Archive for April, 2012

Inspired Life

Saturday, April 14th, 2012

“We all have been inspired in our life, whether it is through our own experiences or through those of others. Part of mindfulness practice is the capacity to remember that being inspired is part of our deepest humanity to feel life. And we all know what to do when we are inspired — we give it away. It is not ours to keep; there is no benefit to holding onto it. So, be an inspiration — pass it forward, share with your world how precious our world is. She can only return it back to you a thousand fold.”

Larry Yang, The Huffington Post, 14th April 2012

Source: Click here to read the full article

The School of Life in Australia

Sunday, April 8th, 2012

During an interview on ABC TV’s “One Plus One” programme, Alain de Botton has advised that he will be bringing “The School of Life” to Australia in late 2012, to a location in either Sydney or Melbourne.

The School of Life aims to bring Alain de Botton’s ideas to everyday life through relevant learning. Opened in 2008, the school in London offers psychotherapy and has courses that focus on careers, relationships, politics, travels, and families.

Alain went on to say that Australians are present in around one-third of the school’s classes. Alain commented that Australians are young intellectually in the sense that they are very receptive and open to trying out new ideas.

You can find out more about the existing school in London via this link – http://www.alaindebotton.com/pages/about/index.asp?PageID=199

ABC TV’s One Plus One site can be found here – ABC TV – One Plus One

The World Happiness Report

Saturday, April 7th, 2012

The United Nations recently released the World Happiness Report, edited by John Helliwell, Richard Layard and Jeffrey Sachs.

The report states that for impoverished societies higher household income is associated with improved life conditions and well-being that increases life satisfaction for its members. For individuals in the high-income world, however, affluence beyond that required to survive results in minimal additional increases in happiness. In fact, the surplus income can reduce happiness due to afflictions such as obesity and addictions such as gambling and can lead to diminished social trust and community bonds.

The report looks at two measures of happiness: “affective happiness”, based on daily emotions, and “evaluative happiness”, based on overall life evaluation. It finds there are both external and personal factors that contribute to happiness – including for example income, values, community (external) and health, age, family experience (personal).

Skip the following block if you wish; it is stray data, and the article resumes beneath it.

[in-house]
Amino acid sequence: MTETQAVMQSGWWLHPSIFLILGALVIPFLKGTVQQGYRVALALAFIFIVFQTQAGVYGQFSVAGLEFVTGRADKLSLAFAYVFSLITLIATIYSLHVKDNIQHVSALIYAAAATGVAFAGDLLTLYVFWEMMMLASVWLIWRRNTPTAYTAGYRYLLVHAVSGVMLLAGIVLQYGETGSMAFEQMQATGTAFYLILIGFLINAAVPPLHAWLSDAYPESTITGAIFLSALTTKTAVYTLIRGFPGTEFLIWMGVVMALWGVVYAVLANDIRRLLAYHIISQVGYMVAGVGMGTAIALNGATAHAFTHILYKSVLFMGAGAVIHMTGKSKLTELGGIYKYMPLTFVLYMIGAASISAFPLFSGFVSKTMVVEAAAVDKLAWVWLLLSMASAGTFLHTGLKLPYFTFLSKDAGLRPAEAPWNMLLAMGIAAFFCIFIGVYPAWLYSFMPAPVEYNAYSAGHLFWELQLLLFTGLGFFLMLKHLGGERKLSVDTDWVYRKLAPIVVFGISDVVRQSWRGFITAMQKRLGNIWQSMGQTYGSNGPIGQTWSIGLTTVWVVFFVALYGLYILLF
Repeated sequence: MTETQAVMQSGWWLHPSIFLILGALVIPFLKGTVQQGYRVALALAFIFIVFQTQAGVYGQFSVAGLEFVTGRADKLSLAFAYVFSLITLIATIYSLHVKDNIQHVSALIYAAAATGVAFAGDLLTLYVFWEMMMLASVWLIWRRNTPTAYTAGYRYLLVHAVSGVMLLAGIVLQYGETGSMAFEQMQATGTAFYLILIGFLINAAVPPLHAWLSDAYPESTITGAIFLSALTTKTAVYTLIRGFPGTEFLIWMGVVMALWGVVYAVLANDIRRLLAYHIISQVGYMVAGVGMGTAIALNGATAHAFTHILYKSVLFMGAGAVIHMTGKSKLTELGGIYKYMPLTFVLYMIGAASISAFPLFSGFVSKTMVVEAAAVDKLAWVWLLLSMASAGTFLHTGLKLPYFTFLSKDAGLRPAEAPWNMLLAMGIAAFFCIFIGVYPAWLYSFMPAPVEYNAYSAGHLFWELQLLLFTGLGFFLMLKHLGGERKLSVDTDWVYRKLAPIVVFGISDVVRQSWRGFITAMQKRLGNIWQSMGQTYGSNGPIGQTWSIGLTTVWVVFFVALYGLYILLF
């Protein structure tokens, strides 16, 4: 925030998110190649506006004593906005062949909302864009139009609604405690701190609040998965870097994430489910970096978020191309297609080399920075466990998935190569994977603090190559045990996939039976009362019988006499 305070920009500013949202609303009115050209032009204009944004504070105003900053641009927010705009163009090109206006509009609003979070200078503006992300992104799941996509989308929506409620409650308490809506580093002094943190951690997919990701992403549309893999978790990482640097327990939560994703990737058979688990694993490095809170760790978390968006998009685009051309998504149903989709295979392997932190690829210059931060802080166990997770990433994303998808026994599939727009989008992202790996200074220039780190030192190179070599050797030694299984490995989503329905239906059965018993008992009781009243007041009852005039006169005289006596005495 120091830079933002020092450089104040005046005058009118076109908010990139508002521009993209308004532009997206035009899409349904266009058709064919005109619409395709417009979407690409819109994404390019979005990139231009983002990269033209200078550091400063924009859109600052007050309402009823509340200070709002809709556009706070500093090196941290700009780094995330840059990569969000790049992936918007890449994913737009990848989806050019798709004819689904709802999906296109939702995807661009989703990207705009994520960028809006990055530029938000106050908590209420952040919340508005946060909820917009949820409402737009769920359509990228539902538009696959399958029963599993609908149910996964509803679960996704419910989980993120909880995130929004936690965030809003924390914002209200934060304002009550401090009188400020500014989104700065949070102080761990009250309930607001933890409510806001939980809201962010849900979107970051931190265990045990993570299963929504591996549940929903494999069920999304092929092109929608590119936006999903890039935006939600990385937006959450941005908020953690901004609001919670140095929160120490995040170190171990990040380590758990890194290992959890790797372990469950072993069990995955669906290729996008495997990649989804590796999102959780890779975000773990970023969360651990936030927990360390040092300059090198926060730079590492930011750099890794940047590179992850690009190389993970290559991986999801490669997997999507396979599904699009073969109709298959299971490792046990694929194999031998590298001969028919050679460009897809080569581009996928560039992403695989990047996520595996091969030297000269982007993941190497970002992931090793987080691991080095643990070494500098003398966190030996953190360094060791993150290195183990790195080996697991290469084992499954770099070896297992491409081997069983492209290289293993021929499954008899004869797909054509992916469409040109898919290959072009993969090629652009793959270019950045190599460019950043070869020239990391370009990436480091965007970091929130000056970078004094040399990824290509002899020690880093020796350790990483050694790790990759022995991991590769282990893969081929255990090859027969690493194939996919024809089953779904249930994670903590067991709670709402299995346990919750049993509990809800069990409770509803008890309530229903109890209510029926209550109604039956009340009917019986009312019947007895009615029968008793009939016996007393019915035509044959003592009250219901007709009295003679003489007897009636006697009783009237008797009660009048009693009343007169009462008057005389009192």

The report concludes with implications for development policy goals – economic stability, community cohesion, ethical standards, world climate, employment, work quality, mental and physical health, family life, and education.

You can find the World Happiness Report here – http://issuu.com/earthinstitute/docs/world-happiness-report

The Jar of Life

Saturday, April 7th, 2012

A professor stood before his philosophy class and had some items in front of him. When the class began, wordlessly he picked up a very large empty mayonnaise jar and proceeded to fill it with golf balls. He then asked the students if the jar was full, and they agreed that it was.

The professor then picked up a box of pebbles and poured them into the jar. He shook the jar lightly. The pebbles rolled into the open spaces between the golf balls. He then asked the students again if the jar was full – they agreed that it was.

The professor then picked up a box of sand and poured it into the jar. Of course the sand filled everything else. He asked once more if the jar was full. The students replied with an exasperated “Yes!”

The professor produced a cup of coffee from under the table and poured the entire contents into the jar, effectively filling the empty space between the sand.
The students laughed!

“Now”, said the professor as the laughter subsided, “I want you to recognise that this represents your life”.

The golf balls are the large, the important things – your family, your children, your faith, your health, your friends and your favourite passions. Things that, if everything else was lost and only they remained, would still leave you feeling your life was full.

The pebbles are the other things that matter – your job, your home, your car.

The sand is everything else-“the small stuff”. If you put sand into the jar first, there is no room for the pebbles or the golf balls.

The same goes for life! If you spend all your time and energy on the small stuff, you will never have room for the things that are important to you. Pay attention to the things that are critical to your happiness. Play with your children. Take time to get medical check-ups. Take your partner out to dinner. Play another 18 holes.

There will always be time to clean the house – fix the cupboard- etc.!!!!

Take care of the golf balls first, the things that really matter. Set your priorities… the rest is just sand!”

One of the students raised her hand and enquired what the coffee represented.
The professor smiled. “I’m so glad you asked!”

“It just goes to show that no matter how full your life may seem, there is always room for a cup of coffee with a friend!”

- Adapted from “Sam’s Letters to Jennifer” by James Patterson.

 

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